France's foreign ministry said on Thursday it had recalled its Italy ambassador for consultations after a series of "provocations" from Rome.
"For several months France has been the subject of repeated accusations, unfounded attacks and outrageous declarations that everyone knows and can have in mind," the French ministry said in a statement.
It added that the alleged attacks were "unprecedented since the end of the war".
The move came a day after France denounced an "unacceptable" meeting between Italy's populist deputy prime minister, Luigi Di Maio, and France's anti-government "gilets jaunes" (yellow vest) protesters this week.
President of the European Parliament, Antonio Tajani, weighed in on the row by calling compatriot Di Maio "an inexperienced minister".
"The vice-premier Di Maio could very well have spared himself this mission in France to go and make deals with those who pull the Molotov against the police, who destroy the shops," said Tajani.
"All this only to try to form a parliamentary group after the European elections. It is really sad, I would say squalid. And it is the Italians who pay the price, France has its responsibilities, but we risk moving from reason to wrong because of the whims of an inexperienced minister," he added.
Di Maio, leader of the populist Five-Star Movement, met with Christophe Chalencon, a leftist "yellow vest" organiser from the south of France, near Paris ahead of the European elections.
In a tweet, Di Maio wrote: "The winds of change have crossed the Alps" and on Thursday defended the meeting with some of the representatives of the "yellow vests" as "fully legitimate" in a Facebook post.
"For me, that meeting is not a provocation against the current French government, but an important meeting with a political force with which we share so many demands starting from the need for direct democracy to give more power to citizens," Di Maio wrote.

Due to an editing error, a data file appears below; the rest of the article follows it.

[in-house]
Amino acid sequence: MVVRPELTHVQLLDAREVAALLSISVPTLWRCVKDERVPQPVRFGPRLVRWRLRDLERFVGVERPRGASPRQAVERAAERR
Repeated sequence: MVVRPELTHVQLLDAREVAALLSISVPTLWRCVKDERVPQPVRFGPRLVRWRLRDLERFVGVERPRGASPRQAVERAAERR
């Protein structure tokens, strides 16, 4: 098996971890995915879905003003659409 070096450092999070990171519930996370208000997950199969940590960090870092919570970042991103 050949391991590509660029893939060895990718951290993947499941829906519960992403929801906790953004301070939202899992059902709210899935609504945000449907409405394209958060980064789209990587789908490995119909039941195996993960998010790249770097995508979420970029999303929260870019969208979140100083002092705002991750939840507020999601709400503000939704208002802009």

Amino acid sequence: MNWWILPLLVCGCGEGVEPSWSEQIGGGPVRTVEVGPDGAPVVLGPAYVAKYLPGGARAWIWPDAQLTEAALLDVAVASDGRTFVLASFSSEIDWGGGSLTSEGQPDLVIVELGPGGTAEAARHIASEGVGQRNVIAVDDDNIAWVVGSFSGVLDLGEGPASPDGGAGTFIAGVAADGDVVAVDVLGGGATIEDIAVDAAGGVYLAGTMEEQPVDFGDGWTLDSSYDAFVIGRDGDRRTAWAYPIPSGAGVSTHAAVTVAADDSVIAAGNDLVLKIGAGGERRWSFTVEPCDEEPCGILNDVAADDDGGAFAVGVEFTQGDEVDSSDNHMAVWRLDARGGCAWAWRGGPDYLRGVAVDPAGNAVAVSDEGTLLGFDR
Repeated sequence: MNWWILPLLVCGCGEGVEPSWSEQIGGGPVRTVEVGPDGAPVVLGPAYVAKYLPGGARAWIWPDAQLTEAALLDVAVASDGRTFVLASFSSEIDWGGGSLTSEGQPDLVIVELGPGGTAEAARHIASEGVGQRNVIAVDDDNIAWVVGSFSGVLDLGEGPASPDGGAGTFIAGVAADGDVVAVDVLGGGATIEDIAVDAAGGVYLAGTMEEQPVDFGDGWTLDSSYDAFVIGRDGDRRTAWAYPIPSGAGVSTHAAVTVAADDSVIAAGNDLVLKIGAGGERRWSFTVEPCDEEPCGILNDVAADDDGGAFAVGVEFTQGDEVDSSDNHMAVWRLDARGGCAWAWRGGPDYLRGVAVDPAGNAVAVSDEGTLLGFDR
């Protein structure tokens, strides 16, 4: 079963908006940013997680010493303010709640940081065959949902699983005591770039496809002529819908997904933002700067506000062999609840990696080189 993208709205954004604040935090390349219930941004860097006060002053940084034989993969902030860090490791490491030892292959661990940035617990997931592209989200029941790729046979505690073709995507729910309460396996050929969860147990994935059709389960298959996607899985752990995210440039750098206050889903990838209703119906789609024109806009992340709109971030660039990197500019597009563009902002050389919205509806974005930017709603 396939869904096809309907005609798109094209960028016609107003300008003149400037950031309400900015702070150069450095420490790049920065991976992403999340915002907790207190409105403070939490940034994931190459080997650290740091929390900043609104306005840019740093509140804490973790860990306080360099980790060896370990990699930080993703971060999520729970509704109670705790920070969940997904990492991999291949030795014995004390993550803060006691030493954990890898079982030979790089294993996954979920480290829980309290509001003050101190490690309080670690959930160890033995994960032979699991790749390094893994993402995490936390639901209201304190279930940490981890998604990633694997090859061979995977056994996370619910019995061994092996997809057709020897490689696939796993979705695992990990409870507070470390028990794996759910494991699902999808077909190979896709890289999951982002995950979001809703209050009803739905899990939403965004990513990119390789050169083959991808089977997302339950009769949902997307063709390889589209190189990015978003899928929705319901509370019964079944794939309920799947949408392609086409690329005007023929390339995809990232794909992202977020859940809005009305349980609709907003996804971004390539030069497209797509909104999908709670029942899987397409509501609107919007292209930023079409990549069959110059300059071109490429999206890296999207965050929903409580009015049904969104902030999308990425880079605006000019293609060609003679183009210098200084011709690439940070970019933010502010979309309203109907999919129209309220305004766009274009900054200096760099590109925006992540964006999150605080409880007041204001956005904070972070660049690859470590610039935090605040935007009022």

"This new provocation is unacceptable between neighbouring countries and partners at the heart of the EU," the French foreign ministry said about the meeting on Wednesday.
Italy's Deputy Prime Minister Matteo Salvini of the right-wing League party said "we don't want to argue with anyone, we're not interested in controversy" and that the government was "very willing" to meet with Macron in response to the move.
However, Salvini said France needed to address three "fundamental" demands: French police had to stop pushing migrants back into Italy and stop carrying out lengthy border checks that were blocking traffic at the frontier and that France must hand over around 15 Italian leftist militants who have taken refuge in France in recent decades.
Tensions between Macron and Italy's two deputy prime ministers, Salvini and Di Maio, have flared since their election in June over issues about migration and Italy's budget.
Di Maio accused France of impoverishing Africa and fuelling the migrant influx to Europe last week while Salvini has previously lambaster Macron in calling him a "terrible president".
Speaking to French radio station Europe 1, former Italian Prime Minister Matteo Renzi said Italy's approach was "an incredible mistake" and deemed France's decision to summon its ambassador as "correct".
Renzi added: "It is stupid to make war while we should be building Europe together."
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